In the new era, with an unprecedentedly repressive political environment for Islamists, Hizb al-Nour would be forced to make more concessions that it probably ever had imagined.
Once Hizb al-Nour had backed the military takeover, it had no choice but to support all the political developments that followed: the violent repression of the Muslim Brotherhood and the massacres of hundreds of their followers at Rabaa al-‘Adawiya and al-Nahda on August 14, 2013—despite statements criticizing the police’s brutality;54 the adoption of the new constitution, for which Hizb al-Nour campaigned (although it was much less Islamic than the previous one); and the election of Sisi to the presidency, which it supported. One major debate between Burhami and Abd al-Ghaffour in 2011 had centered on the possibility of Hizb al-Nour offering positions to Christians on its electoral lists. In that debate, Burhami took a firm stand, arguing that Salafi doctrine prohibited this. Yet, in the first parliamentary elections after the coup, in 2015, the electoral law required that each list include a percentage of Christian candidates in order for it to be valid. Hizb al-Nour accepted and fielded Christian candidates. When confronted with the contradiction between that decision and the Da‘wa’s position back in 2011, party president Yunis Makhyoun said they had made it because “(they) were forced to”—which prompted a huge campaign against Hizb al-Nour in the national media.55 In internal circles, Da‘wa figures justified their reversal by referring to the Islamic legal principle of weighing al-masalih wa-l-mafasid (benefits and harms).56
Hizb al-Nour’s stances led to strong reactions among Salafis abroad. Tens of Saudi Salafi sheikhs close to the Sahwa movement signed a joint letter criticizing Hizb al-Nour in the most virulent terms,57 and Egyptian-Kuwaiti sheikh Abd al-Rahman Abd al-Khaliq, who had been among the Da‘wa’s early influences in the 1980s, wrote the following to Burhami: “You were one of Satan’s soldiers, but you have advanced in evil, and you are now his teacher.”58 This also led to a relative decrease in Hizb al-Nour’s following. During summer 2013, it was not uncommon to see Hizb al-Nour members or sympathizers demonstrating with the Brotherhood against the coup.59 There were numerous public defections from Hizb al-Nour and the Da‘wa, including from the top leadership. Sa‘id Abd al-Azim, one of the Da‘wa’s co-founders and foremost sheikhs, took a pro-Morsi stance and ended up leaving the country in December 2013.60 Mohammed Ismail al-Muqaddim, another major name in the Da‘wa and probably its most widely respected sheikh, retreated from public life after the coup to avoid having to take a stance. Both Abd al-Azim and al-Muqaddim have now been officially removed from the Da‘wa’s administrative council.61 As for Burhami, there were reports that he sometimes had to preach under armed protection, after receiving numerous threats from anti-regime Islamists.62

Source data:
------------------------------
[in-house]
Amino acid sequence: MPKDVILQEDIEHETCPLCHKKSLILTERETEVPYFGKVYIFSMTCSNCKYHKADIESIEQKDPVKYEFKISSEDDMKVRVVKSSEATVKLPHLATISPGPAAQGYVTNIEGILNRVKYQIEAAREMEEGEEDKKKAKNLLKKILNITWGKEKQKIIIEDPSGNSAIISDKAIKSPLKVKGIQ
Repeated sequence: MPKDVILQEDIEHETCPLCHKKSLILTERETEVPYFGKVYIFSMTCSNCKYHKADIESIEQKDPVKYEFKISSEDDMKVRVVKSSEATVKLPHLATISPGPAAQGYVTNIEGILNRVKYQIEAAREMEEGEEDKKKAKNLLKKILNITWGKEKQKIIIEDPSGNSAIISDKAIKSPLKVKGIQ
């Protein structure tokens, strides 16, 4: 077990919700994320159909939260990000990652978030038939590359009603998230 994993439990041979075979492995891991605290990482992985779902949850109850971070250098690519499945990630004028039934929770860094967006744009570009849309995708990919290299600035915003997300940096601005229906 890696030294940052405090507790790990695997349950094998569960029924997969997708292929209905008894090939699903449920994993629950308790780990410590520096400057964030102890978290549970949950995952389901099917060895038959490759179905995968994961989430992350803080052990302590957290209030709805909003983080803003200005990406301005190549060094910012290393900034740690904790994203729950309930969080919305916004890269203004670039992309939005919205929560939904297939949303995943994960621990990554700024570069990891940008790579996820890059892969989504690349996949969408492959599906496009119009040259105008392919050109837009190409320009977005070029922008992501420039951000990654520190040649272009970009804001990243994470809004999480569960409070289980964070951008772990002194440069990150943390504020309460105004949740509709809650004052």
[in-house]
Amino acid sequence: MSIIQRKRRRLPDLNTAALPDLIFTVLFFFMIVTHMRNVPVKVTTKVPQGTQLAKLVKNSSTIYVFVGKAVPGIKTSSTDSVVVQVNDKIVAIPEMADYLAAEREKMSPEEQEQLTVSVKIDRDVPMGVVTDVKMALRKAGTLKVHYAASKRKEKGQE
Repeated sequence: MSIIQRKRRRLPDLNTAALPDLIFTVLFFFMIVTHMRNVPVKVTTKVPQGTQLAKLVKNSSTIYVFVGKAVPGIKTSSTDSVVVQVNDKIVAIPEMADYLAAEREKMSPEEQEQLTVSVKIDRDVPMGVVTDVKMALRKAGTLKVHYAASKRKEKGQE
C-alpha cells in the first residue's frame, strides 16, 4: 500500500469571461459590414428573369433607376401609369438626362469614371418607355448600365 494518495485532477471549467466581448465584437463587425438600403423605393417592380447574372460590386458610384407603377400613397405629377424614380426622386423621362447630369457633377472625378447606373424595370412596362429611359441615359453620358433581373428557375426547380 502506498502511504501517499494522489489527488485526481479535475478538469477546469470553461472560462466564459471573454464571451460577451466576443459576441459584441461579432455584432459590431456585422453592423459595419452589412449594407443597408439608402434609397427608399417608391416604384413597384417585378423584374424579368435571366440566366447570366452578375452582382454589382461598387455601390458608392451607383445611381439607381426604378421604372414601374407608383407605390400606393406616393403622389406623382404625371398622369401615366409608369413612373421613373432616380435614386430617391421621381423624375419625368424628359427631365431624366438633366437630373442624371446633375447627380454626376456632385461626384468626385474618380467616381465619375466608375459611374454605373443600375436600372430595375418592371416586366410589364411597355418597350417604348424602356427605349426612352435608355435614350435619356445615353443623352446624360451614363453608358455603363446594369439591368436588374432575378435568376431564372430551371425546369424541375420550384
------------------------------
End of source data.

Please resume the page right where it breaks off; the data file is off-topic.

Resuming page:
Hizb al-Nour’s stances led to strong reactions among Salafis abroad.
The final blow took place during the 2015 elections, in which Hizb al-Nour was the sole religious party to compete. Some in Hizb al-Nour speculated that the party could do really well, since it was now the only electoral option for religious conservatives. The results showed quite the opposite, however, with the party only gaining twelve seats out of 596, merely 2 percent of the total and more than ten times less than in 2011. There were objective reasons for that defeat, starting with the electoral system that had been designed to favor state-supported candidates. Eighty percent of the members of parliament were to be chosen through individual elections (known to favor local notables with strong clientelistic networks and state connections), and for the 20 percent of seats reserved for electoral lists, a majority-vote system was adopted, meaning that the list with more than 50 percent would take all the seats in the district. Also, Hizb al-Nour was running alone, against electoral lists comprising several parties (sometimes tens of parties, like in the fervently pro-Sisi list, “For the love of Egypt”), and it presented candidates in less than half of the districts.63 Finally, the media, dominated by liberal pro-state figures, adopted an anti–Hizb al-Nour tone in its coverage of the elections.